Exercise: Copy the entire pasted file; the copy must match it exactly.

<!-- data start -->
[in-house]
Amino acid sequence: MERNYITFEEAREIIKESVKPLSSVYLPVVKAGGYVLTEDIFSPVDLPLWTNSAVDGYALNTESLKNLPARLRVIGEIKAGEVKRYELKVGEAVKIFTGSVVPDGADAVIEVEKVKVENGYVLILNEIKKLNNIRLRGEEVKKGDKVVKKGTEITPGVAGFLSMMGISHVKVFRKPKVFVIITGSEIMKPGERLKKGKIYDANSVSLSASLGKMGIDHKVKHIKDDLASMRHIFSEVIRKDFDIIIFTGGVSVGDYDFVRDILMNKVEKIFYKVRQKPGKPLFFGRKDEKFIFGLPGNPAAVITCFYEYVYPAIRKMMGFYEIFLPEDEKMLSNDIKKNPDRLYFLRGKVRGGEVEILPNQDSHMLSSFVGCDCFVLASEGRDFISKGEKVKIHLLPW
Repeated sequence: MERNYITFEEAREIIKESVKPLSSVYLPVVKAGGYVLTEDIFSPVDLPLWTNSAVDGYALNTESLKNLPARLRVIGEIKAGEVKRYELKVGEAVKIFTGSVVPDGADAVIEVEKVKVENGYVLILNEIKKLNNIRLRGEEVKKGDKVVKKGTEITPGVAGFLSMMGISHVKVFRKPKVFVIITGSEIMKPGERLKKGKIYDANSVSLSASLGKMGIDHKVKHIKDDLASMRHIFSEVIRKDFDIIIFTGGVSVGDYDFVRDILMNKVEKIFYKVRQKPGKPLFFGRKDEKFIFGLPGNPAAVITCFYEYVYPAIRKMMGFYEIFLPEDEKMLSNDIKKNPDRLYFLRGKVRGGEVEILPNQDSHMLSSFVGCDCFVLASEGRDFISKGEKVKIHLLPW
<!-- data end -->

[in-house]
Amino acid sequence: MERNYITFEEAREIIKESVKPLSSVYLPVVKAGGYVLTEDIFSPVDLPLWTNSAVDGYALNTESLKNLPARLRVIGEIKAGEVKRYELKVGEAVKIFTGSVVPDGADAVIEVEKVKVENGYVLILNEIKKLNNIRLRGEEVKKGDKVVKKGTEITPGVAGFLSMMGISHVKVFRKPKVFVIITGSEIMKPGERLKKGKIYDANSVSLSASLGKMGIDHKVKHIKDDLASMRHIFSEVIRKDFDIIIFTGGVSVGDYDFVRDILMNKVEKIFYKVRQKPGKPLFFGRKDEKFIFGLPGNPAAVITCFYEYVYPAIRKMMGFYEIFLPEDEKMLSNDIKKNPDRLYFLRGKVRGGEVEILPNQDSHMLSSFVGCDCFVLASEGRDFISKGEKVKIHLLPW
Repeated sequence: MERNYITFEEAREIIKESVKPLSSVYLPVVKAGGYVLTEDIFSPVDLPLWTNSAVDGYALNTESLKNLPARLRVIGEIKAGEVKRYELKVGEAVKIFTGSVVPDGADAVIEVEKVKVENGYVLILNEIKKLNNIRLRGEEVKKGDKVVKKGTEITPGVAGFLSMMGISHVKVFRKPKVFVIITGSEIMKPGERLKKGKIYDANSVSLSASLGKMGIDHKVKHIKDDLASMRHIFSEVIRKDFDIIIFTGGVSVGDYDFVRDILMNKVEKIFYKVRQKPGKPLFFGRKDEKFIFGLPGNPAAVITCFYEYVYPAIRKMMGFYEIFLPEDEKMLSNDIKKNPDRLYFLRGKVRGGEVEILPNQDSHMLSSFVGCDCFVLASEGRDFISKGEKVKIHLLPW